September 10, 2012
SAN CRISTÓBAL DE LAS CASAS – Among the smells of flowers, mandarins and fish in the Castillo Tielemans Market in San Cristóbal de las Casas, something is missing.
The smell of nixtamal, fresh corn dough. That tantalizing and familiar smell that once wafted from the pink door of the tortillería La Insurgenta is gone. Former owner Monica Rodriguez closed the shop in August. It was one of the last tortillerías in the city to sell tortillas made from fresh corn, not mass-produced corn flour.
Traditionally, tortillas are made using a time-consuming process passed down through generations. Women cook corn with slaked lime then grind the mixture to make nixtamal, a dense corn dough that is patted by hand into tortillas.
But there’s another, newer, way to make tortillas, one that in the last 20 years has transformed Mexico’s tortilla market. All this new method requires is corn flour and water. Today, 46 percent of the tortillas sold in Mexico are made with corn flour. The largest corn flour producer in the world is Maseca, which controls 71 percent of the market and operates factories in the Americas, Europe and Asia.
Walking down the narrow, cobblestone streets of San Cristóbal, Maseca’s presence is everywhere. In nearly every neighborhood, there is at least one Maseca tortillería, instantly recognizable by its white façade and the yellow and green Maseca corn ear logo. According to figures from the Health Secretary of San Cristóbal, 70 percent of the city’s tortillerías use Maseca.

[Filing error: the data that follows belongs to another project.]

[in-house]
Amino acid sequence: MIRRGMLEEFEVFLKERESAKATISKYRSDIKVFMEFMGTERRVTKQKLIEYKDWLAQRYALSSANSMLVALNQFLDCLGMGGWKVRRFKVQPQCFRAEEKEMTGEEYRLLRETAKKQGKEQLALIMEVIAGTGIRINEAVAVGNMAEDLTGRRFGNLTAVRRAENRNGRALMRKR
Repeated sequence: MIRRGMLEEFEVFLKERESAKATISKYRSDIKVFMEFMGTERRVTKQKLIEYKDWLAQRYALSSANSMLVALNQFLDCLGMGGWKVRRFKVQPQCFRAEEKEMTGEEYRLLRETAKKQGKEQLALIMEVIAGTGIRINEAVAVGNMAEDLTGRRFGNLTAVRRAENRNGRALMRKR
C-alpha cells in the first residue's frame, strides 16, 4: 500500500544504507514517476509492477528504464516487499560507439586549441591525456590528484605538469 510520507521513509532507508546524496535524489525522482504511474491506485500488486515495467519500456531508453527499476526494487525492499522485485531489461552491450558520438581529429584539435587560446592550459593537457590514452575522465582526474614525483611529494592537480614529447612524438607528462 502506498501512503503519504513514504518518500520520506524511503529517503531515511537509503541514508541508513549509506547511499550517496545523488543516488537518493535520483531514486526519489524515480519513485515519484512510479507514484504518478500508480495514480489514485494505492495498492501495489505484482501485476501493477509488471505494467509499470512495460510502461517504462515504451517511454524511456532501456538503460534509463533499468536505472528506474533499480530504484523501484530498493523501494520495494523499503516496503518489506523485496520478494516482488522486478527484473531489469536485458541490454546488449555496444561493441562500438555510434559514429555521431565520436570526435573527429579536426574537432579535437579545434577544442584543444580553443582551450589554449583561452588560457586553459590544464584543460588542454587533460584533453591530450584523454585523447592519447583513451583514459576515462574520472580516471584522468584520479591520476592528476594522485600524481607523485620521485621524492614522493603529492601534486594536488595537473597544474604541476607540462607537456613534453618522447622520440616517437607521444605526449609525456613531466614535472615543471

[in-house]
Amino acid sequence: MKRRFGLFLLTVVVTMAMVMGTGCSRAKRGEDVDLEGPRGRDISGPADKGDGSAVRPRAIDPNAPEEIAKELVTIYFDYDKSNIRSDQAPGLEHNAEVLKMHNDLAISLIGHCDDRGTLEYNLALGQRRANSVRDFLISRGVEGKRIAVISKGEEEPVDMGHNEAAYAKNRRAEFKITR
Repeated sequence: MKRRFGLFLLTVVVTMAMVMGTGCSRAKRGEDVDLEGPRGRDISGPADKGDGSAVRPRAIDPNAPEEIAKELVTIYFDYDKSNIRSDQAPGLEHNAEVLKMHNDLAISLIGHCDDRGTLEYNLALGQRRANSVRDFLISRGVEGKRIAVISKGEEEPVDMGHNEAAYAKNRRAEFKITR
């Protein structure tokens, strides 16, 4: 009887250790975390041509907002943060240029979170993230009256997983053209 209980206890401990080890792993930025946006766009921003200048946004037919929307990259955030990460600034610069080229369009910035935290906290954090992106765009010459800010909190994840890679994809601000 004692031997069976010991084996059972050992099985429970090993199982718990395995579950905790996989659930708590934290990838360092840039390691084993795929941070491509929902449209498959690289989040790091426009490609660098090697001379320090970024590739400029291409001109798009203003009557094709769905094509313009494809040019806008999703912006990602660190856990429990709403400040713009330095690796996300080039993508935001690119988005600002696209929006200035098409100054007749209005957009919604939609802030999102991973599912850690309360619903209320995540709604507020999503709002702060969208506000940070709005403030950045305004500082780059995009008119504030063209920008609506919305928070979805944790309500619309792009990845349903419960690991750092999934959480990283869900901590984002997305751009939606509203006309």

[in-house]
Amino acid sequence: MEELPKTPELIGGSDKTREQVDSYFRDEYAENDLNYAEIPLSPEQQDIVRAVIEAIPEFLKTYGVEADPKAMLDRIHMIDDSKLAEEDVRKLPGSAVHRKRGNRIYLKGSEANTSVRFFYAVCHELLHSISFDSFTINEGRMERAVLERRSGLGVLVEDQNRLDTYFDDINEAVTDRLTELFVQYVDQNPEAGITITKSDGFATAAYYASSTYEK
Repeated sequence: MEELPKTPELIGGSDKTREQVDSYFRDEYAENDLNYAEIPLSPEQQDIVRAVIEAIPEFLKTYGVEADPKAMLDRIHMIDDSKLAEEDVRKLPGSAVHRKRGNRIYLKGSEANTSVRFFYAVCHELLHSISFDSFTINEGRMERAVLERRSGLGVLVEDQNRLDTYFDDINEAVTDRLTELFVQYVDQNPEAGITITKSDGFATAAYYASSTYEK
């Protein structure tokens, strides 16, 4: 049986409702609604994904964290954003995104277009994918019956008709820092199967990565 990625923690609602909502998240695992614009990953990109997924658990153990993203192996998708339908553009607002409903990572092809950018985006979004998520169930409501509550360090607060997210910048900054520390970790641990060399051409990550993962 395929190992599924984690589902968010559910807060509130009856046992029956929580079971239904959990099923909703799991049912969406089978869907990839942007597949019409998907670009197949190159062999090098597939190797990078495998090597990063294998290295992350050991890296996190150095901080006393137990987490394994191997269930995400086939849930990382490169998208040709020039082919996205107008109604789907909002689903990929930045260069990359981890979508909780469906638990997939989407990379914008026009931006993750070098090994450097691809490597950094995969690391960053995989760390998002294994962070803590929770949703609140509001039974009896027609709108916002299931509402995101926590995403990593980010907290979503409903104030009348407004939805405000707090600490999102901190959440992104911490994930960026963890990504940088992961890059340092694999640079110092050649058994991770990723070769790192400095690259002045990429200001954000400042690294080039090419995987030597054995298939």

When Rodríguez decided to open a tortillería that used nixtamal instead of corn flour, she knew that she wasn’t choosing the easy route. “Preparing the masa [from corn] is complicated, and you have to be very careful. Maseca makes life easier,” she says.
Still, Rodríguez says that she wanted to help conserve the tradition of nixtamal tortillas and support Mexican corn growers. She decided to open La Insurgenta after visiting indigenous villages where the cultivation and consumption of corn is an essential part of the culture and lifestyle.
Business was good for a while. Rodríguez bought corn from an indigenous man from Zinacantán and sold up to 100 kilos, or 5,600 tortillas each day to restaurants and a loyal cadre of customers.
But a series of new hygiene laws passed when Mayor Sergio Lobato took office made it difficult for Rodríguez to stay in business. The new laws mandated that all tortillerías have adequate ventilation, chlorinated water and sinks, says Dr. Jesús Miguel Leyva Cervantes, the chief of public health in San Cristóbal.
The new regulations also require tortillería owners to paint the interiors and exteriors of their businesses white and produce medical certificates verifying proper health standards. Tortillerías must also pass periodic health inspections and pay 500 MXP, about $50, for a license.
“We took some health measures in order to safeguard the health of our citizens,” says Leyva Cervantes. Yet, the Public Health Department would not comment on why other food and food retail businesses are not held to the same regulations and health standards as tortillerías now are.
Rodríguez spent 20,000 pesos, $2,000, to comply with the new standards. She looked for a partner to help share the costs, but could not find one.
Other tortillería owners got some help. Eduardo Rique León Yveles, owner of the Tortillería la Única uses Maseca products. He says that the company sent representatives who painted the walls for him and gave him a good deal on the equipment he had to buy in order to meet the new codes.